Ken Loach, Filmmaker
This is a heart-breaking story. Layla and Ramsis are brilliant, very engaging, open and vulnerable, great ambassadors for Palestinian rights. Layla’s journey to the West Bank, the casual, callous actions of the Israeli soldiers and the absurd rules to humiliate the Palestinians make us, the viewers, as angry as Layla herself. And meeting the family still in Gaza is, again, very moving.
Image: Anne Paq
Mike Leigh, Filmmaker
Anne Paq and Dror Dayan’s warm, moving and highly original documentary encapsulates with gentle human intelligence the ongoing crime endlessly perpetrated against ordinary decent Palestinians by the Israeli State. It is an important break-through film, and ought to be seen by a wide audience.
Image: Stuart Crawford (en:User:Potatojunkie) – en:Image:Mike_Leigh_2008.jpg (Wikipedia Deutsch)
Amira Hass, Journalist
This is a film about grief and so much more and beyond. It is about a hushed killing, hushed because Israel is responsible. And because the dead are not only Palestinians in Gaza, but also German citizens.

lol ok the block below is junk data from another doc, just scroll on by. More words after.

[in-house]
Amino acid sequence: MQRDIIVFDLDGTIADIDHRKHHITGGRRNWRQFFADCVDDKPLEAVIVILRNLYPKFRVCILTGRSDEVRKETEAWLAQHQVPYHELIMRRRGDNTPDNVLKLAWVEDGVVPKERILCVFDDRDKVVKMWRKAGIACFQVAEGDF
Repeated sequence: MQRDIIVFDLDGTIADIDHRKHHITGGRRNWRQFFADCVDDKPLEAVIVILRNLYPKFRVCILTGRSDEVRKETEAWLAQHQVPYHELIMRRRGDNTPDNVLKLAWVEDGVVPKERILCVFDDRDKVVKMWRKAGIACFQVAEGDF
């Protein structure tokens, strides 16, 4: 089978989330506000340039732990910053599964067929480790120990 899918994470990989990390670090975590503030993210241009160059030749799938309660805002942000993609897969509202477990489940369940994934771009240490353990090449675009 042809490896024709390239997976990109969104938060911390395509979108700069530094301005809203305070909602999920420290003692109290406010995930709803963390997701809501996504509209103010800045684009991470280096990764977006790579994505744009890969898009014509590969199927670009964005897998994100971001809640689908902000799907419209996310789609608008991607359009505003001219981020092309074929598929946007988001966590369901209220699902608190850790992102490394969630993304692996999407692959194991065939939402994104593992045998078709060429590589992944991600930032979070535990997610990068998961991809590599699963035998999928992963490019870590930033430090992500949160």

Watching the film is an opportunity to participate in an act of civil disobedience against the informal, unannounced gag order, by which Israel manages to evade any punishment to its killing of civilians.
Image: Anne Paq
Roger Waters, Musician
When I watch Ramsis and Layla banging their hearts against the intransigent wall of guilt that is German official policy towards the rogue apartheid state of Israel, I find myself sharing my couch with the Elephant in the room. The Elephant in the room is care.
Come on you German Volk, care. Enough with the hand wringing and casting nervous glances over your shoulder. Care for the Kilanis.
Sophie and Hans Scholl and Christopher Probst would. The time has come to do the right thing people. Tell your government it’s time to free Palestine.
Image: Eddie Berman – Cropped from File:Roger Waters (Wikipedia Deutsch)